I should probably stop here and note that I’m getting a little ahead of myself – this initial step will join the domains, but in the immediate future the sites will continue to have different core designs (mozilla.org and mozilla.org/firefox will still look different) and be powered by different technical infrastructures. The URL merge is a big leap forward, but there’s still a lot of work to be done on both the front and back ends. We’ll be sure to conduct that process in the open (I’m looking forward to discussing the design evolution, for example) and the team will be posting about ways you can get involved soon.

Lastly, this is a big enough project that it warrants more than one blog post, so keep an eye out for the following updates later this week:
* Chrissie Brodigan on the subject of how we got to this point and what’s happening next
* James Long on the technical magic behind the merge
* David Boswell on what this means for our regional community sites

Much more to come!

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Firefox Meets Caltrain

This is a few weeks overdue, but as part of the same project that produced the series of billboards currently dotting the Bay Area, we also did a ‘takeover’ of the main San Francisco Caltrain station. For those of you reading this from a different part of the world, this station is a key point in many people’s commutes from San Francisco to Silicon Valley (and vice versa), not to mention those going to SF Giants games, so it’s a good spot for us to be.

I’ve included a few photos below, but you can see the full set on my Flickr page. Next steps: bring our brand story to a more global audience, and create tools that can empower our community to spread the word themselves. More on that soon!

Firefox Meets Caltrain

Firefox Meets Caltrain

Firefox Meets Caltrain

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Open Source Design In Action (Or, London Gets Happy and Snappy)

I love it when a plan comes together: Koen Hendrix gets involved in the Creative Collective, wins the Firefox 4 t-shirt challenge, gets invited to the launch party in London and the result is t-shirty goodness for everyone.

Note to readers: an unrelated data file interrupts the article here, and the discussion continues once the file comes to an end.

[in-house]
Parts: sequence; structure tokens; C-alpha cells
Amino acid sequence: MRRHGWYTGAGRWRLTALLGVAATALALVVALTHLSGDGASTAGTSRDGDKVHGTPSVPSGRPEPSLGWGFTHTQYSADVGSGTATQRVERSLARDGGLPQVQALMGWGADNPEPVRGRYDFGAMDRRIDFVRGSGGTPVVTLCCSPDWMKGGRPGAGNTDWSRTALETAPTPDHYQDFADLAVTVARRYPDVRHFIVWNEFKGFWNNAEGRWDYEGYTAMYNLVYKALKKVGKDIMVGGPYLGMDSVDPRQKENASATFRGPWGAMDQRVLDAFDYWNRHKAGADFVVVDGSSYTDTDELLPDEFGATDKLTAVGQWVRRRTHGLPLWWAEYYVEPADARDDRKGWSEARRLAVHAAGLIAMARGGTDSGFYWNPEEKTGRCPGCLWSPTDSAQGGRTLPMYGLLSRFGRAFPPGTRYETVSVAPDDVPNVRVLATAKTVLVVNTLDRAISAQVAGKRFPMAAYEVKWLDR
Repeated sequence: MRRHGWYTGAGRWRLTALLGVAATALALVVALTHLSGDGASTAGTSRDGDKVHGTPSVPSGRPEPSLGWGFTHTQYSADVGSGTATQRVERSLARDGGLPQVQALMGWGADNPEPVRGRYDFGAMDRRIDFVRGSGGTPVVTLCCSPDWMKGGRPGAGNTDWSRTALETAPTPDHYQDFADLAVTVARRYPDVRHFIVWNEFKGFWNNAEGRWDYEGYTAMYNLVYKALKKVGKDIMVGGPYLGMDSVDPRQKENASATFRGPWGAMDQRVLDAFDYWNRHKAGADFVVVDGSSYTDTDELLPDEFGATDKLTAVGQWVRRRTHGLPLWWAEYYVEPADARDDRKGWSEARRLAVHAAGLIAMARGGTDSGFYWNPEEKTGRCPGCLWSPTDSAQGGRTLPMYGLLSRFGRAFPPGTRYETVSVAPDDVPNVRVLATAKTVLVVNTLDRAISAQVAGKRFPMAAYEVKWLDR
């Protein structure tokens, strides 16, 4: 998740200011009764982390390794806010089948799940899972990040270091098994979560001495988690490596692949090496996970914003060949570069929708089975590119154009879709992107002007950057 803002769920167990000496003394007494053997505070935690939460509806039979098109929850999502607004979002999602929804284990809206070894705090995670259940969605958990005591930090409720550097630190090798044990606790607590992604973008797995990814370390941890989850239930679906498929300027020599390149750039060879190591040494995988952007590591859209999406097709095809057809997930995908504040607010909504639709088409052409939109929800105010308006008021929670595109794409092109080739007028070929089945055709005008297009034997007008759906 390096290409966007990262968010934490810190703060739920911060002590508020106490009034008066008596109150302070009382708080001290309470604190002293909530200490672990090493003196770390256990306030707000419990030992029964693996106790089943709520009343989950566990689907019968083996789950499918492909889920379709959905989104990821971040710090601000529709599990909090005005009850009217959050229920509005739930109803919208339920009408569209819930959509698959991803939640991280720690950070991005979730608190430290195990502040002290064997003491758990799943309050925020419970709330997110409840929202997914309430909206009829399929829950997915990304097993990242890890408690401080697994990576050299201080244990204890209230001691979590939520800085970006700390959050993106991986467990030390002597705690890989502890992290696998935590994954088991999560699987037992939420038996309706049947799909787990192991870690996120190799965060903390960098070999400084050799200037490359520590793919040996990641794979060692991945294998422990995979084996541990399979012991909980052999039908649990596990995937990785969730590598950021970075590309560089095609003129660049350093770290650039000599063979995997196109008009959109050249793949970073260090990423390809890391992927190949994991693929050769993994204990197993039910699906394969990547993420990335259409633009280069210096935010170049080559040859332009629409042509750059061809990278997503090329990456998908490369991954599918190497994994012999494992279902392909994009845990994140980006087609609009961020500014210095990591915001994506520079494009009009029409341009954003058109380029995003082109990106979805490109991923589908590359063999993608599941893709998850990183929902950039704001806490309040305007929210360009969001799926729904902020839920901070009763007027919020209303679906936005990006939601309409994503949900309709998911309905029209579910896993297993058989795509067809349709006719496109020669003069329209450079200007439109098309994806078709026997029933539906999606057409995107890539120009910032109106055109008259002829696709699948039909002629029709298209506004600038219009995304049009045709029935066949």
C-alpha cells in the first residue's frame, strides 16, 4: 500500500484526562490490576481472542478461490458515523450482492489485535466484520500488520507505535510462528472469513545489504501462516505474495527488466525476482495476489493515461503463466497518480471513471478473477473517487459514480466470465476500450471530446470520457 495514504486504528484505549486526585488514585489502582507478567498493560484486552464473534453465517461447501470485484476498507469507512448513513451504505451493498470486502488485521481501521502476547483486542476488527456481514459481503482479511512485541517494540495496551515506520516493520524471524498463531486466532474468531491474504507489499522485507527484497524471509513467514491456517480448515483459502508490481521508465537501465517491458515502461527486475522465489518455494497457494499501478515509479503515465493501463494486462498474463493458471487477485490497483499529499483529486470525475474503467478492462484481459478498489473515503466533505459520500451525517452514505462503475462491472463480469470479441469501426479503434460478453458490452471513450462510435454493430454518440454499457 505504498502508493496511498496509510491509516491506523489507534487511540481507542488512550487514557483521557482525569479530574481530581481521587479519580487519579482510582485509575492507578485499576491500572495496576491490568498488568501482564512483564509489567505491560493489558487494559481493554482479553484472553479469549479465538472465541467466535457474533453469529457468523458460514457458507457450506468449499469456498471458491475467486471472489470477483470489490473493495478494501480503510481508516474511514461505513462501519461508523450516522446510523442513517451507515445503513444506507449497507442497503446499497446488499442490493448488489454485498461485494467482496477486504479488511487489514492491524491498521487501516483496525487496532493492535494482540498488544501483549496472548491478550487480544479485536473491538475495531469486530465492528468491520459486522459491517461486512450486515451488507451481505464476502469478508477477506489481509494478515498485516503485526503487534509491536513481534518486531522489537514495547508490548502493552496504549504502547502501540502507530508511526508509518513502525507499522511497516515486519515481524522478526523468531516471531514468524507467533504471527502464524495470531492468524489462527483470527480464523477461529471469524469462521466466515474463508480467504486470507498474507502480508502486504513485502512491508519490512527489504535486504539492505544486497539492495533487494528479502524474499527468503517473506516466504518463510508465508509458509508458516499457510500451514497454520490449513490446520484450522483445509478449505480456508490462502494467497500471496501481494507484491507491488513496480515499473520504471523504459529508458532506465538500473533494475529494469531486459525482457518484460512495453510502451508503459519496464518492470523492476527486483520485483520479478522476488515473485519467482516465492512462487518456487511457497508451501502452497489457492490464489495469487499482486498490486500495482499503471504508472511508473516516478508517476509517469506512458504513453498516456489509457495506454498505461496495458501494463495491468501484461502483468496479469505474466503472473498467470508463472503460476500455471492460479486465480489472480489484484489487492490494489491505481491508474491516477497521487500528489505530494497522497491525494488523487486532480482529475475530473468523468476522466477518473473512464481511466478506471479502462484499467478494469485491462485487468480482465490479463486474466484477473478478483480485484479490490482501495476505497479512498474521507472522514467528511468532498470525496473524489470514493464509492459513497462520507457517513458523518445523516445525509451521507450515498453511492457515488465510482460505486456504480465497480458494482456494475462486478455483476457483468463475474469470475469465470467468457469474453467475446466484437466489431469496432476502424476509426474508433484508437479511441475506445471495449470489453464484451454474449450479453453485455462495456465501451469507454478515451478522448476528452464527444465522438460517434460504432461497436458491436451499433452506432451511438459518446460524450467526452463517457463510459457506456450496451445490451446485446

Here’s Koen showing off his handiwork:
Firefox 4 Launch Party

And here’s the *whole crowd* showing off his handiwork:
Firefox 4 Launch Party

(Photos by Desigan Chinniah, aka the one and only @cyberdees)

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News and Notes from the Mozilla Creative Team

The Creative team here at Mozilla has been growing rapidly lately, so it feels like a good time to share a quick update on who we are and what we’re doing.

As background, we’re part of the broader Engagement team within Mozilla and are tasked with communicating the Mozilla Firefox story through visual design, copywriting, brand projects and website management. The group includes two veteran Mozillians who in the last several months have taken on exciting new roles:

Sean Martell, Visual Design Lead (blog/twitter) – Sean joined us in December after previously working as the designer for Mozilla Labs, where he spent the last couple of years creating amazing websites, t-shirts, logos and pretty much anything else he could think up. He’s now the visual design lead for all of Mozilla, and is continuing to lend his talents to individual projects while also helping to set our more longterm strategic visual direction.

Tara Shahian, Creative Manager (blog/twitter)- During her 3+ years at Mozilla, Tara has worked on everything from building our design community to producing engaging videos to leading the visual style of the various Fx4 social media efforts. In her new role (which she’s actually been doing since last year), she brings her creativity and attention to detail to managing our many copy and/or design projects and driving art direction for various campaigns.

We’ve also added four awesome new members to the team in the last few months. Please welcome:

Chrissie Brodigan, Website Engagement Lead (blog/twitter)- Chrissie joined us in February, and is tasked with leading mozilla.com’s content strategy, user testing, long term roadmapping and more. Folks who went to SXSW this year may recall her well-received session about bringing designers into the world of open source.